Doing Business In Myanmar For Indian Companies.

Legal News & Analysis - Asia Pacific - Myanmar - India - FDI

Asia Pacific Legal Updates

 

7 February, 2017

 

Doing Business In Myanmar For Indian Companies.

 

India is the ninth most active investor in Myanmar, with 23 approved projects totalling USD 732 million. India investments have increased lately, including the opening of a Yangon branch by the State Bank of India. Trade is also expected to increase in 2017 with the completion of transport and infrastructure projects that will enhance the movement of goods between India and Myanmar. 

 

There are many opportunities for Indian investors in Myanmar, particularly in sectors such as power and renewable energy, agriculture, IT and engineering, automotive, construction, textiles, healthcare and banking and finance. This quick guide to Doing Business in Myanmar for Indian Companies addresses issues that concern corporations planning to tap this emerging market, such as land ownership, the lifting of US sanctions and anti-money laundering and anti-corruption.

 

Myanmar has undergone a political and economic transformation with incredible speed and success. Myanmar’s economic isolation has reduced considerably, as it seeks to fully integrate into the global economy.

In 2015, Myanmar held its first national election in 25 years, which ushered in a new era of democracy and economic prosperity. Investor expectations were so high that Myanmar experienced GDP growth of 7.2 percent, in a historic election year.

 

THE POLITICAL AND ECONOMIC SITUATIONS IN MYANMAR ARE ONLY BECOMING MORE STABLE.

 

With this increasingly stable political situation, the Asian Development Bank has estimated that Myanmar will experience GDP growth of:

 

MYANMAR

8.4% (2016)

8.3% (2017)

 

INDIA

7.4% (2016)

7.8% (2017)

 

GDP Growth

 

In the last four years, significant reforms have built investor confidence in Myanmar, including the passing of the Arbitration Law and the Myanmar Investment Law. Important new laws in their late drafts are the Companies Law and several intellectual property laws.

 

MAJOR INDIAN INVESTMENT IN MYANMAR

 

Indian companies have invested in Myanmar for many years. Recently there has been an increase in this investment, including the opening of a branch in Yangon by the State Bank of India. Trade between the countries is expected to increase in 2017, due, in part, to the expected completion of the Kaladan Multi-modal Transit Transport Project in December 2016. This USD 480 million project is designed to enhance trade between the countries by reducing the shipping distance from Calcutta to a deep-sea port built by India in Sittwe (in Myanmar).

 

India is the 9th most active investor in Myanmar with 23 approved projects totaling USD 732 million. This, however, only makes up 1.15% of the total foreign investment into Myanmar. (source: Directorate of Investment and Company Administration)

 

There are many opportunities for Indian investors in sectors such as power and renewable energy, agriculture, IT and engineering, automotive, construction, textiles, healthcare and banking
and finance.

 

MARKET ENTRY

 

Business in Myanmar must be conducted through an entity registered in Myanmar. That is, an Indian company cannot “carry on a business” in Myanmar without having a locally registered entity. The concept of carrying on a business is widely interpreted and will catch if employees fly into Myanmar and make sales calls and hand out business cards and brochures.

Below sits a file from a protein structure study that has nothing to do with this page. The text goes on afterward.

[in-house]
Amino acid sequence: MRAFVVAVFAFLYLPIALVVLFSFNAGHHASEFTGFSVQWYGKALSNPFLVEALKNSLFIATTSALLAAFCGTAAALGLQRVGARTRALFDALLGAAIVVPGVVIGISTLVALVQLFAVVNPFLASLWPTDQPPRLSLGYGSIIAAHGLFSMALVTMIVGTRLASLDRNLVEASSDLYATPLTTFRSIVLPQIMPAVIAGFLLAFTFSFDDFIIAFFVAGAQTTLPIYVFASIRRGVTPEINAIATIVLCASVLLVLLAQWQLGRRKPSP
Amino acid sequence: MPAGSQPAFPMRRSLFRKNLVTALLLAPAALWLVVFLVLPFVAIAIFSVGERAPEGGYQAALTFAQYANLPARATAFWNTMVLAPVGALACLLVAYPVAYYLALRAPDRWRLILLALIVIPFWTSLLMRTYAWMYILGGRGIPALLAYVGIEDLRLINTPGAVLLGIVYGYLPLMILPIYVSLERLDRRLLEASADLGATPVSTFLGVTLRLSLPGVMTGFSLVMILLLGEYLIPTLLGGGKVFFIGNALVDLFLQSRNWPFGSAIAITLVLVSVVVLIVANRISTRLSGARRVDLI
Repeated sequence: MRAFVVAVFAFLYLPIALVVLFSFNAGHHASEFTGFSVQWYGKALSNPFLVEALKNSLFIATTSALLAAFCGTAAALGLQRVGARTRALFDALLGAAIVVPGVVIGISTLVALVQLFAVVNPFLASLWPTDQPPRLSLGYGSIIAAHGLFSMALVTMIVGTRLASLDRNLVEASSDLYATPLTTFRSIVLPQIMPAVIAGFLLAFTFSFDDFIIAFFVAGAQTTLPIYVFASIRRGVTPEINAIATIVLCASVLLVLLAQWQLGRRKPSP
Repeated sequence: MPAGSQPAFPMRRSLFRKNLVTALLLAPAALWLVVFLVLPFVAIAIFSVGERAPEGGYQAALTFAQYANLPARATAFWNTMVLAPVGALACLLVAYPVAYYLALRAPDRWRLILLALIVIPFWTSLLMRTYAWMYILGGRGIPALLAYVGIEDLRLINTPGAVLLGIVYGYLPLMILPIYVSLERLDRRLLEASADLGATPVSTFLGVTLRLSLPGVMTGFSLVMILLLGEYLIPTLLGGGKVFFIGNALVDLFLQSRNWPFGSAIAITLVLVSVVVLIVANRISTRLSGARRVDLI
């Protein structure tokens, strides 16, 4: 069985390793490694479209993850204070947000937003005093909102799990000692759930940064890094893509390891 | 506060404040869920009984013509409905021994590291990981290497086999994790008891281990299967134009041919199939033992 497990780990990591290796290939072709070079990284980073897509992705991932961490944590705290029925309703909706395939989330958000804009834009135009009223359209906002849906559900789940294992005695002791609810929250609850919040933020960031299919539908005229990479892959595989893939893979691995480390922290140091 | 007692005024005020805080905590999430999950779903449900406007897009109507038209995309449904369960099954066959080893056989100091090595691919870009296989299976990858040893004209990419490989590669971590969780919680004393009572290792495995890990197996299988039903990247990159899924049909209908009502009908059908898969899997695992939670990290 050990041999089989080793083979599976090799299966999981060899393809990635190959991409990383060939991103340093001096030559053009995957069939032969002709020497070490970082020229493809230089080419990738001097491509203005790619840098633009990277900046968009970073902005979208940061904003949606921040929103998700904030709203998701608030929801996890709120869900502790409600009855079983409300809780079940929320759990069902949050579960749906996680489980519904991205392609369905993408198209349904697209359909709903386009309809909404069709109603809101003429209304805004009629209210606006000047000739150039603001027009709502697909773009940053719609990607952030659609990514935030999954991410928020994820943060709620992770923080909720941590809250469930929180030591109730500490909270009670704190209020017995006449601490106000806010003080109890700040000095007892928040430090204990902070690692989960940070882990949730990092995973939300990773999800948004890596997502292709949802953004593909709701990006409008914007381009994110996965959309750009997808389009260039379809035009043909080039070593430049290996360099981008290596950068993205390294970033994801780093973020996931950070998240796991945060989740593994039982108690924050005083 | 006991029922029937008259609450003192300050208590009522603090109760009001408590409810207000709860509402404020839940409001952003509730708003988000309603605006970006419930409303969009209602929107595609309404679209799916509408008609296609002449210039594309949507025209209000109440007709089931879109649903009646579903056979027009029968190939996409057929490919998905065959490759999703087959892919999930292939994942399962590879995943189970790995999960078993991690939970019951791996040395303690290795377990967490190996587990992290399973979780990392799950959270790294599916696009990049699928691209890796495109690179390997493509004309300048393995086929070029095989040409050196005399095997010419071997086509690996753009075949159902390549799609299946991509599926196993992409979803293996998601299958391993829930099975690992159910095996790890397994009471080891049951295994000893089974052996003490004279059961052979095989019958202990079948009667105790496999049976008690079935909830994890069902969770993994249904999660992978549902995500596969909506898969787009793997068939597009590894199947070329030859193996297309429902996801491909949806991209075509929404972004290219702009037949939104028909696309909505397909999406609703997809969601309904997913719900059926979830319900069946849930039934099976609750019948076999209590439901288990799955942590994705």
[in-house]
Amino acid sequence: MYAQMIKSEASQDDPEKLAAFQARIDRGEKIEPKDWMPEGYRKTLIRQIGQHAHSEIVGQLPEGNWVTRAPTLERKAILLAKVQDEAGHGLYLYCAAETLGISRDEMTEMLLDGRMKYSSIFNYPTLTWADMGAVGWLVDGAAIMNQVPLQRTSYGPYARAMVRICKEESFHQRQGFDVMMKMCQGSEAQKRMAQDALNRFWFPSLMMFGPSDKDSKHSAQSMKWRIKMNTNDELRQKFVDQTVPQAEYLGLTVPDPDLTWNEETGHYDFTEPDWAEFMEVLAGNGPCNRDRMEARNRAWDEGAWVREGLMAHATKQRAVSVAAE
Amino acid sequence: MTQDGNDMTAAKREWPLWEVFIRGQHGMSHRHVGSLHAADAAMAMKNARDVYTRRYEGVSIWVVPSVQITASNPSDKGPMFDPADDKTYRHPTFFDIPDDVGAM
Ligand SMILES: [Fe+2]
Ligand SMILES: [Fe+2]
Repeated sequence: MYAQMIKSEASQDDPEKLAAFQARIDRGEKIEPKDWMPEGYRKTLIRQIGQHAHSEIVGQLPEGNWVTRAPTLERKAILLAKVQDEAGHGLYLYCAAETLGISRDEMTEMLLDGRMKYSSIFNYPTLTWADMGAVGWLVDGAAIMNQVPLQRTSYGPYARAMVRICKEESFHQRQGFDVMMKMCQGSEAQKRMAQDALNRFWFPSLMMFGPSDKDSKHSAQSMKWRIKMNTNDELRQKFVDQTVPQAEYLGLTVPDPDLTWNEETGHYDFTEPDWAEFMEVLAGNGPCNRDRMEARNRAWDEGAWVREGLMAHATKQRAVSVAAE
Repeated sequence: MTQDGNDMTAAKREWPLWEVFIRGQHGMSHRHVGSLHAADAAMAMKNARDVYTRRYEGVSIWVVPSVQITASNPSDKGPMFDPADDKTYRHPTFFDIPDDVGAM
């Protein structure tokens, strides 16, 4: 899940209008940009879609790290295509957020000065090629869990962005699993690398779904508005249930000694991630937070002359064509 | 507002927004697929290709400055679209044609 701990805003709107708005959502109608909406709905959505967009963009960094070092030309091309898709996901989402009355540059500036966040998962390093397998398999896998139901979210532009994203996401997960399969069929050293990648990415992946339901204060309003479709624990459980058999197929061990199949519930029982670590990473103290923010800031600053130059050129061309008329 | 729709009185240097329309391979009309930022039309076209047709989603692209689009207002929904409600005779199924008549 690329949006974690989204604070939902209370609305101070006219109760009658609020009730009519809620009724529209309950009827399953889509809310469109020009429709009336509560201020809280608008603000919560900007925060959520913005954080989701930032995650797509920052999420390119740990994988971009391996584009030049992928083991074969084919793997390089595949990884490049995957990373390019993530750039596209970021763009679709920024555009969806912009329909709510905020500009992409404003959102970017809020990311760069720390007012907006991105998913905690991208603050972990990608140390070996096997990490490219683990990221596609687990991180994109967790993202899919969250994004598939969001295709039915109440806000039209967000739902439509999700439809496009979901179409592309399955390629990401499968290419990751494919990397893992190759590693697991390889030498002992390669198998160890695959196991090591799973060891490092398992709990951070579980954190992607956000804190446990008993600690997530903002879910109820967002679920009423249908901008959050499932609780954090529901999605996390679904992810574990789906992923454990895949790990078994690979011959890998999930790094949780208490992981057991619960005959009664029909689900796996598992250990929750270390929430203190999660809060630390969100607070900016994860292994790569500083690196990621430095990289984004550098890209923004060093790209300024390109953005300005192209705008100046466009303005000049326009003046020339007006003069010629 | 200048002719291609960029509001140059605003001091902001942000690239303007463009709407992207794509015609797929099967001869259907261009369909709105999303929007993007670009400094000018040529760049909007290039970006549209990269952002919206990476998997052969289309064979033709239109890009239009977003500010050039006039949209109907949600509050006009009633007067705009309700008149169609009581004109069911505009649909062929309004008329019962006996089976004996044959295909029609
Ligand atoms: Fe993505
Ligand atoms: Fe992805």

Subsidiary

Branch

Liability

Limited liability

Full liability

Reporting Requirement

Heightened reporting requirement

Lower reporting requirement

Withholding Tax

2%

3.5% but ultimately withholding tax is a pre- payment on income tax so overall this does not have a huge effect except on cashflow

 

Foreign investors may establish either a wholly owned subsidiary or a branch office in Myanmar. The application processes to establish a subsidiary or register a branch in Myanmar are largely identical. In either case, a complete application is lodged with the Directorate of Investment and Company Administration (DICA). Within a few days, the DICA will issue a temporary Certificate of Incorporation or Registration, and a Form 1 (commonly referred to as a Permit to Trade).

 

At this point, the company or branch is legally set up in Myanmar, but must inject
its capital and perform various administrative actions before receiving the final Certificate of Incorporation or Registration.

 

The whole process takes approximately three months.

 

BILATERAL INVESTMENT TREATY BETWEEN INDIA AND MYANMAR

 

Myanmar entered into a Reciprocal Promotion and Protection Investment Agreement with India (RPPIAI) on 24 June 2008 which came into effect on 8 February 2009. The agreement is valid for 10 years and will automatically be extended until Myanmar or India give a written notice to the other party to terminate and the agreement, and even then it will still be valid for one year starting from the date of receipt of such notice.

 

In general, the RPPIAI covers the promotion and protection of investment, repatriation, and provides a dispute settlement mechanism. Basically, investment shall be treated fairly and equitably and shall not be expropriated except under specific conditions. In case of expropriation, compensation payments would be required. Indian investors have the right to be treated just as if they were Burmese investors, or investors from other countries.

 

In addition, Myanmar and India are members of the Bay of Bengal Initiative for Multi-Sectoral Technical and Economic Cooperation (BIMSTEC). The Framework Agreement of BIMSTEC also provides for the promotion and protection
of investments.